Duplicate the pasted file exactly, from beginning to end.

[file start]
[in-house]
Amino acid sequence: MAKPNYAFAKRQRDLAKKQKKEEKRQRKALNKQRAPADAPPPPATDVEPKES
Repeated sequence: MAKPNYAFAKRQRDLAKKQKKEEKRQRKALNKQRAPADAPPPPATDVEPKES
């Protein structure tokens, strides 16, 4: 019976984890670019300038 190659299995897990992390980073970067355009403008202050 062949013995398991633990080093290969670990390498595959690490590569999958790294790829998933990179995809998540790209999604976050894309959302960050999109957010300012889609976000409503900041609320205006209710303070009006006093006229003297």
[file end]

[in-house]
Amino acid sequence: MAKPNYAFAKRQRDLAKKQKKEEKRQRKALNKQRAPADAPPPPATDVEPKES
Repeated sequence: MAKPNYAFAKRQRDLAKKQKKEEKRQRKALNKQRAPADAPPPPATDVEPKES
């Protein structure tokens, strides 16, 4: 019976984890670019300038 190659299995897990992390980073970067355009403008202050 062949013995398991633990080093290969670990390498595959690490590569999958790294790829998933990179995809998540790209999604976050894309959302960050999109957010300012889609976000409503900041609320205006209710303070009006006093006229003297």